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Latest petrol and diesel fuel prices and projections

Sarah Tooze

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Sarah Tooze

Should I buy a diesel car in 2021?

Fuel prices in the UK have reached record highs in 2022, with the average price of petrol currently 168.67 pence per litre (ppl) for petrol and 181.15p for diesel.

In the Spring Budget on 23 March 2022 the Chancellor Rishi Sunak reduced fuel duty by 5p a litre until March 2023 in an attempt to counter previous record prices of 167.3p for petrol and 179.9p for diesel. 

This, along with the price of oil dropping, contributed to a decline in average pump prices in April 2022, although drivers did not feel the full benefit of the savings. 

The average price of petrol was 162.75p by the end of April 2022, falling by 0.5p a litre from the start of the month, according to the RAC. Diesel stayed the same at 177p in April 2022 (it was 177.44p on 1 April 2022 and 177.31p on 30 April 2022). 

April's average prices followed three months of fuel prices consistently reaching new record levels. March 2022 saw the largest ever increases in fuel prices. The average price of a litre of unleaded petrol went up by 11.62p and ended the month at 163.28p, while diesel rose 22.06p, ending the month at 177.29p, according to the RAC. 

It said the previous biggest monthly increase for petrol was in October 2021 when the prices rose by 7.43ppl. Diesel's previous worst month was May 2008, when the cost of a litre went up by 8.43ppl.

In 2021, the record was 147.72p for petrol and 150.96ppl for diesel on 22 November. Wholesale and retail prices dropped in December but began climbing again in January 2022.

Fuel pumps

Why are fuel prices going up?

The simple explanation why fuel prices in the UK have been going up is that the cost of a barrel of oil has risen. In 2020 the wholesale price of a barrel of crude oil was around $40, it more than doubled in 2021 with the ongoing impact of the Covid-19 pandemic affecting supply and demand.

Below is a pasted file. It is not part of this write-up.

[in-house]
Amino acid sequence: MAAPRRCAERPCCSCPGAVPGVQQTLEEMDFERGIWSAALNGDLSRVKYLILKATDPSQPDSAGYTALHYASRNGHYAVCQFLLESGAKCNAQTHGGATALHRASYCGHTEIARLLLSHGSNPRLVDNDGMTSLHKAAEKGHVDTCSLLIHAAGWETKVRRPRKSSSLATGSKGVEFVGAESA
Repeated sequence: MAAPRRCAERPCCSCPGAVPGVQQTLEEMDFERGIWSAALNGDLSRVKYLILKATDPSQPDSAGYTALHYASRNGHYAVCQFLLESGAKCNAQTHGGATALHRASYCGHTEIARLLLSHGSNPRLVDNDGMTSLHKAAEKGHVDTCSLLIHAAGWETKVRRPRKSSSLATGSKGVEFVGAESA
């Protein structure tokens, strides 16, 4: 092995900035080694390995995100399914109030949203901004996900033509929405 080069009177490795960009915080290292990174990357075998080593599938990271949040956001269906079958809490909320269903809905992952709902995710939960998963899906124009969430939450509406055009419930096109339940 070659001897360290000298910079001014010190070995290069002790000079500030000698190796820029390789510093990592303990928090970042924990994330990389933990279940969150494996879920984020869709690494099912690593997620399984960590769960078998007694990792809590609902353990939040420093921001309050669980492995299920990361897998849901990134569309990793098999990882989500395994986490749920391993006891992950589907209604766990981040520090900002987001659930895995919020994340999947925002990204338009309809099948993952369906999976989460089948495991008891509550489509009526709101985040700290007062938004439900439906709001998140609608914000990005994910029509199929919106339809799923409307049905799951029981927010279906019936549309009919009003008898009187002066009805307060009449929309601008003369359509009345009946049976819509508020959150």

At the start of January 2022 the cost of oil was $79 but this had risen to $92 by the end of the month and went above $100 per barrel after Russia (the second largest oil producer in the world) invaded neighbouring Ukraine on 24 February 2022, making traders worried about disruption to the global supply chain. 

On 1 March 2022 the price of oil had jumped by $10 to $112.99 a barrel in response to the Russia-Ukraine crisis. The RAC predicted this was likely to take the average price of petrol towards 155p a litre and diesel to 160p.

The price of oil went on to hit $137.72 a barrel on 8 March - the highest it has been since 2008, although it fell to $109.98 by the end of the month. 

In April 2022 the price of oil dropped under $100 on three occasions but finished the month on $108.62 a barrel.

In May 2022, fuel prices have continued to fluctuate and are currently around  $113 a barrel. 

When the price of oil rises, fuel retailers often pass on the cost to consumers at the pumps although they can absorb some of the increases, as they did in January 2022 (wholesale prices rose by 4.9p for petrol and 3.6p for diesel but did not rise by as much as that at the pumps).

Fuel retailers have an important role to play in fuel prices. Competition between the 'big four' supermarkets Asda, Tesco, Morrisons and Sainsbury's has helped to reduce prices in the past - when one supermarket giant cuts their fuel prices others often follow. But in 2021 fuel retailers were heavily criticised for not cutting the cost of fuel at the pumps when the price of oil dropped towards the end of the year.

During February 2022, the average margin was 8p for each litre of petrol and just under 6p for each litre of diesel, compared to 16p and 12p respectively during December.

In April 2022 retailers' margins were far higher than in March 2022, according to the RAC Fuel Watch. It estimates retailers took around 4p more a litre in April than they did in March. 

The UK Government also has a major influence on fuel prices as both fuel duty (currently 52.95pp) and VAT (standard 20% rate) make up the majority of the price of petrol and diesel. 

Fuel duty was frozen from March 2011 to March 2022, bringing some relief for drivers in the midst of rising prices, while the Chancellor lowered it by 5ppl in the Spring Budget 2022. 

When the Government introduced E10 petrol in September 2021 it had an impact on fuel prices as ethanol is more expensive than petrol.

Other factors which influence wholesale prices, according to the RAC, are: oil refinery production and capacity, the pound to dollar exchange rate, as refined fuel is sold in US dollars per metric tonne; and distribution costs. 

Line graph showing average petrol pump price (pence per litre), January 2020 to March 2022
Average petrol pump price, January 2020 - March 2022 (source: RAC/Experian Catalyst)
Line graph showing average diesel pump price (pence per litre) since 2020